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Newport’s colonial history

Everyone knows about the mansions in Newport, RI — perched high on a hill overlooking the Atlantic ocean, these 19th-century estates were the summer homes of rich robber barrons (Vanderbilts, Rockefellers and the like). Less known, perhaps, are the equally impressive Colonial sites throughout this historic city. I spent today touring numerous historic areas, from the Whithorne House to the Redwood Library and Touro Synagogue, which help to illuminate the distinctive architecture, artistic history and religious heritage of this state.


Whitehorne House: This 1811 structure is part historic home, part furniture museum. Visitors learn about the house and its typical New England architecture during a tour. But the highlight of the visit is not the home itself, but its contents — today, the structure houses a great collection of Newport furniture, a style that sprang from the simplicity of the area’s Puritan roots and evolved to be a beautiful example of Colonial Rhode Island craftsmanship.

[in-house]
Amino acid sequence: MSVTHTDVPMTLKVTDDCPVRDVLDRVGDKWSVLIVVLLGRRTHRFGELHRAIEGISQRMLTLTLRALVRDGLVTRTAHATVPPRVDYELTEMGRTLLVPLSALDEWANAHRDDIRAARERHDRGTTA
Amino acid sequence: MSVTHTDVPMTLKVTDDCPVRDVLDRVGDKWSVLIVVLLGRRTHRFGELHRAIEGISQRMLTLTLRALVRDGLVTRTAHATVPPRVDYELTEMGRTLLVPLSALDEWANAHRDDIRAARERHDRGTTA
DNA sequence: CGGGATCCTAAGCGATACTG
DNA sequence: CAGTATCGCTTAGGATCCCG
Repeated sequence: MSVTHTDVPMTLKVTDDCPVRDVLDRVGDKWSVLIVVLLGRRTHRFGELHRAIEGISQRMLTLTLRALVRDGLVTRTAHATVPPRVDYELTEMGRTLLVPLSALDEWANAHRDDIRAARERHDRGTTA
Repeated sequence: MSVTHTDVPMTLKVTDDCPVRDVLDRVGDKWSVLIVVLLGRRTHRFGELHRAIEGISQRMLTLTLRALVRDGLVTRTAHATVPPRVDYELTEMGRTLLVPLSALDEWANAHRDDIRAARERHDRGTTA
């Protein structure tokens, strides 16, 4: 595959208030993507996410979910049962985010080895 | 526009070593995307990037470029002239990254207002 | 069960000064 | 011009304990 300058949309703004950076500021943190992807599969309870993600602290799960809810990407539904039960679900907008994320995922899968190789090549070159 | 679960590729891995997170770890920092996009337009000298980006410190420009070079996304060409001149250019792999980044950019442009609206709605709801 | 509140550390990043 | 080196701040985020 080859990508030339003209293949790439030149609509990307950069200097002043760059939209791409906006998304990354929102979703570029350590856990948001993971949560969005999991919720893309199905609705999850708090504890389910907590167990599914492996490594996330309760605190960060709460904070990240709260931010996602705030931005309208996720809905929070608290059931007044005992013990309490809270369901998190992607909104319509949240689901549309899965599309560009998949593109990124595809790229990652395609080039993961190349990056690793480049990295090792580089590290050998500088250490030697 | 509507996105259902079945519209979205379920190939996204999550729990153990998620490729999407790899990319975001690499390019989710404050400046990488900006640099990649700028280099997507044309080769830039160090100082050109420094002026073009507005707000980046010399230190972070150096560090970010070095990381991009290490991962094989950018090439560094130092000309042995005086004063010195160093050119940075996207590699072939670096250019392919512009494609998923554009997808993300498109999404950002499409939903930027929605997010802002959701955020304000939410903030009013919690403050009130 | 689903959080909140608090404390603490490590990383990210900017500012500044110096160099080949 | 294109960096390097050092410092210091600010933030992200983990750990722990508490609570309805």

Newport Art Museum: Paintings, drawings and other works of art on display at this museum range from Colonial times to the modern area. The exhibits highlight Rhode Island artists, as well as other creative minds from New England. One of the chief attractions is the museum’s distinctive main building, an 1862 mansion.


Redwood Library: This institution holds the distinction of being the oldest lending library in the country, and visitors can still see some of the books first purchased by the library members in 1747. A visit to this library is a study in art and architecture as well — the building is one-of-a-kind, and the art collection includes a Gilbert Stewart painting of George Washington, in addition to other significant pieces.


Touro Synagogue: Another Newport first, Touro Synagogue is the oldest synagogue in the United States. The building was dedicated in 1763, and remains a symbol of Rhode Island’s heritage as a haven of religious freedom and tolerance. An active congregation still worships here every week, so group tours must be planned around their service times.

Brian Jewell

Brian Jewell is the executive editor of The Group Travel Leader. In more than a decade of travel journalism he has visited 48 states and 25 foreign countries.